Three Fold Word of God

Karl Barth, who is by most estimates the pre-eminent theologian of the 20th century, and who has had a significant influence on me -- though I would say that other theologians, especially Jurgen Moltmann, have pushed me beyond being a simple Barthian -- but that's for another day.

Perhaps the most profoundly influential idea, for me, has been Barth's view of the three-fold Word of God.

1. Jesus Christ

Barth understanding of the Word of God, which is the revelation of God, begins with the affirmation that Jesus Christ is God's Word to humanity. Thus, the word is not first and foremost a verbal statement, rather it is a person. Barth looks to those passages that see Jesus as the Logos of God (John 1:1-14), and thus, Jesus becomes God's preeminent mediator of revelation (Mt. 11:27; Lk 11:9; Jn 14:1-10). Even as the author of Hebrews points out, God chose to revel himself finally and fully in the person of his Son, Jesus Christ (Heb. 1:1-2; cf. I Cor. 1:30).

2. Scripture

Scripture becomes the Word of God when it bears witness to that preeminent Word, which is Jesus Christ (Jn 5:39). Barth makes the point that Scripture is the Word of God only derivatively. Scripture is the Word of God because God has chosen to speak in and through them.

When we speak of revelation we are faced with the divine act itself and as such, which, as we had to remember in the past, is the ground and the limit, the presupposition and the proviso of what may be said of the Bible and proclamation as the word of God. (Karl Barth, Dogmatics, in Hugh T. Kerr, ed., Readings in Christian Thought, 2nd ed., Abingdon Press, 1966, 286-87).

3. Proclamation.

Not only is Scripture the Word of God as it bears witness to Christ, but when preaching faithfully proclaims Jesus Christ, it too can become the Word of God. Preaching is Word of God in the sense that it takes Scripture and through the proclamation of that word, it bears witness to God's preeminent revelation in Jesus Christ. Scripture, however, also serves as the criterion upon which we may discern whether the preaching is truly God's word. We can see some examples of this form of the word of God described in places like Acts 4:31, where we find the church filled with the Spirit and speaking the "word of God with boldness." Then in Acts 6:7 we read that "the word of God continued to spread; the number of the disciples increased in Jerusalem, and a great many of the priests became obedient to the faith." Then in Acts 15:36 we find Paul telling Barnabas that they should revisit the cities where they had "proclaimed the word of the Lord."

In Barth's description of the relationship between the three forms of the Word of God we can begin to see how preaching functions as Word of God.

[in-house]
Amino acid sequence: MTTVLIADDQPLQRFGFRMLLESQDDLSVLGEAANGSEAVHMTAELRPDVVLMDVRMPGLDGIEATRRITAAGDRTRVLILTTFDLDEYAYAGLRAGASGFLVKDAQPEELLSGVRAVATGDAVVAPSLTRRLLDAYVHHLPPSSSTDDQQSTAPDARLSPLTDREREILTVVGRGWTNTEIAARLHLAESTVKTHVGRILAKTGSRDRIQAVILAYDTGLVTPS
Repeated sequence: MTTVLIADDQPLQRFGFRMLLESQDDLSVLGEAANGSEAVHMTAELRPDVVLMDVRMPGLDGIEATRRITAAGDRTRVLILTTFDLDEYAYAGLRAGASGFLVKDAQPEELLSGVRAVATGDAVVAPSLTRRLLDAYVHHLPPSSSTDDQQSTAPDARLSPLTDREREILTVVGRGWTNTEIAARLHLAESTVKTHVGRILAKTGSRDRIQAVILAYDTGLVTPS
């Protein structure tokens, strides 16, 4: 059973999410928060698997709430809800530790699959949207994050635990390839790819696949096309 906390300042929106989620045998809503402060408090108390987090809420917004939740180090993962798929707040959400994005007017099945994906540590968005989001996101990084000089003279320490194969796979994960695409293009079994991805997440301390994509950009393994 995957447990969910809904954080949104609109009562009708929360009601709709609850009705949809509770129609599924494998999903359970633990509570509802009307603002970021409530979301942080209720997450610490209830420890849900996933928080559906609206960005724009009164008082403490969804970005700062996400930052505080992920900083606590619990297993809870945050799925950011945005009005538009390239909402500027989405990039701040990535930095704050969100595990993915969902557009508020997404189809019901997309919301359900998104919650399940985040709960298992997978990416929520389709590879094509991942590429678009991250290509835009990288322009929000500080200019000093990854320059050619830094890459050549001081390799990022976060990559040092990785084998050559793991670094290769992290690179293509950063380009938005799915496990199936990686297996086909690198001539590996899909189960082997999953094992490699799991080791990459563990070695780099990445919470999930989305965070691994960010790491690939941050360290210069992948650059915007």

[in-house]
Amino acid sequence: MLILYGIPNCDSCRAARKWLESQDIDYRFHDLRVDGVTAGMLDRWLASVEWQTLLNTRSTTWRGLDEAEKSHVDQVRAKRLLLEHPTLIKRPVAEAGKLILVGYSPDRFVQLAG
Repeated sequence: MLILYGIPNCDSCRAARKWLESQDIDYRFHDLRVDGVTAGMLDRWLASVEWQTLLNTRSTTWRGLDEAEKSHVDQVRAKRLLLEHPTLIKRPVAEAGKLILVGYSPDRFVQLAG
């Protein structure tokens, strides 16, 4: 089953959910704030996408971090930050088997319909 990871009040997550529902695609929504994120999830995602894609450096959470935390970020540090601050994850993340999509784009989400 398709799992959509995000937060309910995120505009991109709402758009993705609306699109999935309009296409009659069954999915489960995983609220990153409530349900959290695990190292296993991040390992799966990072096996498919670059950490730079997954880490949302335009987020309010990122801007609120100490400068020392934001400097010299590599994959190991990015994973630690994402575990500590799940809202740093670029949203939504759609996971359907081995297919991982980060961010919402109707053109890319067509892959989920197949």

The proclamation that speaks to us and is heard by us as God's Word promises the future revelation. By really attesting revelation the Bible is the Word of God, and by really promising revelation proclamation is the Word of God. But the promise in proclamation rests upon the attestation in the Bible the hope of future revelation upon faith in that which happened once for all. (Karl Barth in Kerr, Readings in Christian Thought, 28)

From Barth, I take this -- Word of God is an expansive term. But first and foremost it speaks of a person and only derivatively of a Book or Proclamation.


The Prophet said…

In memory of the people of the United States still remains fresh suffered the fatal attack this nation in the hands of terrorists, and which claimed the lives of thousands of people and many places were destroyed, as are the buildings known as "The Twin Towers, "and was also damaged the Pentagon.
But quite apart from the coverage that was given to this subject from the earthly prespective, there are some questions from a spiritual perspective on What was on September 11?, Was God's punishment on the United States?
Yes, although many evangelical leaders refuse to accept it.
This is a very grim decade for the American nation. Since the disaster that Hurricane Katrina ocacion THEREFORE with loss of thousands of lives, passing on September 11, and now with the AH1N1 influenza pandemic which has already caused hundreds of deaths and putting the United States as one of the countries with the highest rate of deaths in the world, all this suggests that even if God is punishing this nation.
But this punishment could be accentuated now approaching the winter season.
The United States were a nation at a time reflecting the glory of God now seems to be a nation defiled by sin, had been a nation that reflected blessing but now seems to reflect a curse on her, had been a hospitable nation, but now it seems be a nation full of pride. The Bible says that "God resists the proud" (James 4, 6) and the only way to resist a nation pride is punished.
The terror, hunger, and death, seem to be a trilogy of punishing blows that are the pride of this nation, and would be tragic if the U.S. persists in its arrogance, rather than humble themselves before God.
The future of the United States is not in their intelligence services to protect them from future terrorist attacks or political reforms to curb unemployment and hunger, or health systems to protect them from death by influenza AH1N1, but rather in Christian churches they call God tirelessly to stop his punishment.
But if the evangelical denominations are spiritually poor is likely that the future of the United States in the next few years is of a darker hue.
Anonymous said…
I didn't return to the church out of fear, but I appreciate your thoughts. David Mc

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